Mediaval Medicine2Picture yourself now, taking a leisurely stroll down a medieval street, on your way to collect some fresh water from the town well. Well not leisurely actually, more picking your way through the rubbish strewn streets, dodging the contents of chamber pots emptied from windows. You take one look at the water in the well and decide wine may be a safer option. With all that muck and mire it’s no wonder the life expectancy is only 30. Typhoid, cholera and diphtheria are rife, and that’s not even mentioning the Black Death which killed a third of the British population in the year from 1348-49. With no knowledge of bacteria, doctors struggle to successfully heal the sick and wounded, but they still give it a bloody good go (literally). I hope you’re brave.

1. Something in your eye?

Marvelous Medieval MedicineYou go to the doctor suffering from cataracts and he informs you that he’s recently lost his pin cushion and would like to replace it with your eyeball. Yep, a common treatment for cataracts was inserting a sharp instrument, such a knife or large needle right into the eyeball. This pierced the cornea and forced the lens of the eye out of its capsule and down to the bottom of the eye. Well if you couldn’t see before you certainly won’t be able to now.

2. A cure for all ailments

Feeling a bit under the weather? Need a bit of a pick me up? A bit of bloodletting will be sure to get you restored to full life in no time. Whether its smallpox, epilepsy, gout or just about any other illness that exists blood loss will help rebalance your four humours – blood, phlegm, black bile and yellow bile – and so hopefully cure your affliction. Even if there’s nothing really wrong but you just want to keep fit and healthy. Try a little leech to suck up small doses or venesection, the opening of a vein usually using a lancet, for a more thorough cleanse. Feeling faint?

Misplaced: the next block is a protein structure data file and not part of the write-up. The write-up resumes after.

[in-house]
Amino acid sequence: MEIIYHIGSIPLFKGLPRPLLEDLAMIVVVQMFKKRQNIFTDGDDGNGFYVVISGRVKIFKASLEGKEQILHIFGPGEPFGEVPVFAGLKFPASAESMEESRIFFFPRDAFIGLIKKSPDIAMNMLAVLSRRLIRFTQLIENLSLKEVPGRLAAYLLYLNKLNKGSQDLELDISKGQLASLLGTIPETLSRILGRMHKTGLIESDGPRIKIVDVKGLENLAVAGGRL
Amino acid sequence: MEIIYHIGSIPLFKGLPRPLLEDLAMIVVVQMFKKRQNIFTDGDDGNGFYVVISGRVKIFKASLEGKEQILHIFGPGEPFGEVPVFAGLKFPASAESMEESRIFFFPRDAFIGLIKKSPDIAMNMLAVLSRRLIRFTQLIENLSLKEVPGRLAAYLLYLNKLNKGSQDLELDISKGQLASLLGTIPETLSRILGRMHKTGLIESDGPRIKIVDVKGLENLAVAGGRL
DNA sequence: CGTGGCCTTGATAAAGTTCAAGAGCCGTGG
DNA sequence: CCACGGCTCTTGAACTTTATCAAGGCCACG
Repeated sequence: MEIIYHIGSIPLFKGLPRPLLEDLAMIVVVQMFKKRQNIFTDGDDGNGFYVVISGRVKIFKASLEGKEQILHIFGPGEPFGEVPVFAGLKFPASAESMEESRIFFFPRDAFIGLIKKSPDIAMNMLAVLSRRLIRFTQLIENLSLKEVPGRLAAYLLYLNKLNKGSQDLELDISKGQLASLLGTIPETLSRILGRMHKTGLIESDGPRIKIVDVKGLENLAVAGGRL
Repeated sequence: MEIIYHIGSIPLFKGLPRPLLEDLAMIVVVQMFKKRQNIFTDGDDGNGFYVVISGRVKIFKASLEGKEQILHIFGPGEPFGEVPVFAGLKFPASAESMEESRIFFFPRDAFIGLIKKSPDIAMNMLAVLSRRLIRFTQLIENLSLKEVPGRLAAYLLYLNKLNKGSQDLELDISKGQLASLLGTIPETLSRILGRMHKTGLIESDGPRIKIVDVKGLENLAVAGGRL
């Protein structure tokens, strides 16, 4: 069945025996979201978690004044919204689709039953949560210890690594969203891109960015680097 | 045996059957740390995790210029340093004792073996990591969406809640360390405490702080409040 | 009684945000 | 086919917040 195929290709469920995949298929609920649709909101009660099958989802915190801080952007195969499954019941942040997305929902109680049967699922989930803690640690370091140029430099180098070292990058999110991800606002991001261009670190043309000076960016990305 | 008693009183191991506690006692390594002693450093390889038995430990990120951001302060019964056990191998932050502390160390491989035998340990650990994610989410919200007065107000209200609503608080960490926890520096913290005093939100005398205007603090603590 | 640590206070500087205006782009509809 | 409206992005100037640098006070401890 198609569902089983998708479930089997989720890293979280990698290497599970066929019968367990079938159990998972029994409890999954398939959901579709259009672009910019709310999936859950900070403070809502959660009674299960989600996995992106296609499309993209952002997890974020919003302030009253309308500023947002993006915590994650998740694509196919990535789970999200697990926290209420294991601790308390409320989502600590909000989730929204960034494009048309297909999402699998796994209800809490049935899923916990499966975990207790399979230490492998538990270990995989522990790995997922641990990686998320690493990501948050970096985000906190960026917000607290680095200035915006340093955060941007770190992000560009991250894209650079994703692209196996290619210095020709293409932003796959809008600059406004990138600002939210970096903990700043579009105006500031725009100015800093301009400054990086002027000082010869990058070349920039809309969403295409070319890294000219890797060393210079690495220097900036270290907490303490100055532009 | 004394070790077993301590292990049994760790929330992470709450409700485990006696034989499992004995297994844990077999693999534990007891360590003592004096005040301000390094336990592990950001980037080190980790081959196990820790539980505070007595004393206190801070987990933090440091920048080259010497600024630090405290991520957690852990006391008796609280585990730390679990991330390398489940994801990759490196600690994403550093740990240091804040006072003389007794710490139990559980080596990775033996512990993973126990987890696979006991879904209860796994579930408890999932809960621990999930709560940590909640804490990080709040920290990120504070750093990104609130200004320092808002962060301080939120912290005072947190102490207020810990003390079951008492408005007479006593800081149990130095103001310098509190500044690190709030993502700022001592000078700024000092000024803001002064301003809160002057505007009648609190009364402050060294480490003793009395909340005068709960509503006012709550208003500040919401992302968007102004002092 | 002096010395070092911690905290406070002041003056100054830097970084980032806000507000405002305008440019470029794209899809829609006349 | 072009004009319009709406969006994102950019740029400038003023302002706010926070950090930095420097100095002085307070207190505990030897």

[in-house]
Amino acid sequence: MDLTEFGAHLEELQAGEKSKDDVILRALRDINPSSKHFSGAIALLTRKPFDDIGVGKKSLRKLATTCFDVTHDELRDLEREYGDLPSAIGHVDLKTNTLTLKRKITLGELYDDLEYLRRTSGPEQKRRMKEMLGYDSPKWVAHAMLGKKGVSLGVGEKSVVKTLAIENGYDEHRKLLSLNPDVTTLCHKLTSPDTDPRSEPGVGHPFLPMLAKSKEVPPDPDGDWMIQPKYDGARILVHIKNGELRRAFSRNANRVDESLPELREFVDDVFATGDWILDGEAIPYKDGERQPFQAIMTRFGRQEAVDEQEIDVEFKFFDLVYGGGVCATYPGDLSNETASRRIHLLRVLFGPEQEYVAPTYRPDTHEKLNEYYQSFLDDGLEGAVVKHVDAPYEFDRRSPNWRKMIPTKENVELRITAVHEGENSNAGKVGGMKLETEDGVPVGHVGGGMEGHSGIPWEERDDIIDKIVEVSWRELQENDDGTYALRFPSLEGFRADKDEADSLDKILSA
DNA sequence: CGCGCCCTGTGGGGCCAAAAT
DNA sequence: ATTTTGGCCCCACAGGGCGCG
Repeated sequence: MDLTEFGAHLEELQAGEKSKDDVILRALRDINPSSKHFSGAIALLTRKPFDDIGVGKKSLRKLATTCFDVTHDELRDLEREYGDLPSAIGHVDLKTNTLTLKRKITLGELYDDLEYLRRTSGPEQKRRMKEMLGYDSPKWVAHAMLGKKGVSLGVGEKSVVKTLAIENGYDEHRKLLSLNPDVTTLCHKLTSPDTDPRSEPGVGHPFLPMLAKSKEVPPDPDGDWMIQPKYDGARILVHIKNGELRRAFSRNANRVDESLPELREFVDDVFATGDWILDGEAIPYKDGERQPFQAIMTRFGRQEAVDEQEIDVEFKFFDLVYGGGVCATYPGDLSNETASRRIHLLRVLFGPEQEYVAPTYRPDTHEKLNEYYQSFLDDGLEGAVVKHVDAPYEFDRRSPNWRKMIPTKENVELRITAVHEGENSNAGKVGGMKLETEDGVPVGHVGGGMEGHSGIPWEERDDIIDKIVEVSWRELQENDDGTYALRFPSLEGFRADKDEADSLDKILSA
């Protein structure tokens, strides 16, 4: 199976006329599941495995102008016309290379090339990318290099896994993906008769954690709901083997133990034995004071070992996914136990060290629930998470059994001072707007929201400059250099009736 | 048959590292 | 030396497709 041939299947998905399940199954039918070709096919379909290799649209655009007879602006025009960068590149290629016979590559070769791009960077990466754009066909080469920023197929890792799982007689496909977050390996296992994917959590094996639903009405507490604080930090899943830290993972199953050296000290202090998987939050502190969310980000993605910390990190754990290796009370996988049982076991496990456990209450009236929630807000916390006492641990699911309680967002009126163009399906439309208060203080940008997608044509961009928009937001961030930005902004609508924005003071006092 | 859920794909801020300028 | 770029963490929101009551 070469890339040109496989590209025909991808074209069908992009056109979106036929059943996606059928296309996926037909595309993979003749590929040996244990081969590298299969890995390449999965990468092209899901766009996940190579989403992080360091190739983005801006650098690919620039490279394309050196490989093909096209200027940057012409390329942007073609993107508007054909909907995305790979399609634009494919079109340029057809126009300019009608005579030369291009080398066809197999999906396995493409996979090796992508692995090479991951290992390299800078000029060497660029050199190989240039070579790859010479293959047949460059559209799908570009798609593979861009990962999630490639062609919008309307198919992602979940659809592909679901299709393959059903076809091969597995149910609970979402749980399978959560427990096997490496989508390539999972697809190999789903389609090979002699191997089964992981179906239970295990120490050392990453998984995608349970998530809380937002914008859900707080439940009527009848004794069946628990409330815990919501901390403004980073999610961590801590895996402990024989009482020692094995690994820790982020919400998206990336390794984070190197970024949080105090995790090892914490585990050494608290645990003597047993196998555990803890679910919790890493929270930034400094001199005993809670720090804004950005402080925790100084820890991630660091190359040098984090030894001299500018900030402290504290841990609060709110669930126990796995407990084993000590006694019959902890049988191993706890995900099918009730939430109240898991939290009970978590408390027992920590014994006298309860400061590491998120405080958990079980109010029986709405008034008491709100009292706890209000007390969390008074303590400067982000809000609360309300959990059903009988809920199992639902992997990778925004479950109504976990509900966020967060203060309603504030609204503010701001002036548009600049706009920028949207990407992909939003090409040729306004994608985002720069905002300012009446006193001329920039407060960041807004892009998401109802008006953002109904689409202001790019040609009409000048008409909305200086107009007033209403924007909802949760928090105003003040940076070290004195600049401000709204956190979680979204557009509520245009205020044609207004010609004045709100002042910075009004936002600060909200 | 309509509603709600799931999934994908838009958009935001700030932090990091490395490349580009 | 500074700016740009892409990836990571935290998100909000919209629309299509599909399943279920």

3. Under the knife

If things are more serious and you’re going to need surgery at least you know you’re in safe hands. Anyone who can be proficient in two such differing professions as surgery and hairdressing, as the barber-surgeons operating at the time were, must be a skilled and knowledgeable man. Yes it might be a bit painful due the very limited knowledge of anaesthetics but the surgeon would at least try to keep the wound as clean as possible, urine was sometimes used as an antiseptic as recommended by Henry VIII’s surgeon Thomas Vicary.

 4. Deadly Anaesthetic

If the pain is all becoming too much you could always request a glug of dwale, an early attempt at anaesthetic. This was a concoction of various ingredients including lettuce and vinegar mixed with wine. While the wine does admittedly seem like a good idea (if not something stronger), some of the other ingredients not so much. The inclusion of hemlock and opium, if mixed incorrectly, could give a knock-out too far and result in death. Though at this point, with the agony you are sure to be in from the surgeon’s crude techniques and limited knowledge of human anatomy, this may well come as welcome relief.

5. Trepanning

The traumatic experience of medieval medicine may well have left you mentally (and no doubt physically) scarred for life. But don’t worry; we’ve got the perfect cure for all sorts of mental health problems, including epilepsy and migraines. Trepanning involves boring a hole into the skull to expose the brain, thus relieving pressure and hopefully curing your ailment. Admittedly the exposure of the brain to so many airborne germs can in some cases prove to be fatal but hey, you win some you lose some… In fact there is proof of the success of a surprising number of trepanning procedures. The skull of a man from about 1100 was found who, despite been hit over the head with a heavy, blunt object, had survived due to a life-saving trepanning procedure which had lifted a part of the skull allowing bone fragments to be removed.

So next time you complain about the NHS just think back to the medicine of the Middle Ages, and remember it could be much… much worse!

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Aisling Serrant

An all round museum educator and enthusiast, Aisling's the Family Festival Coordinator at the Museum of London Docklands.

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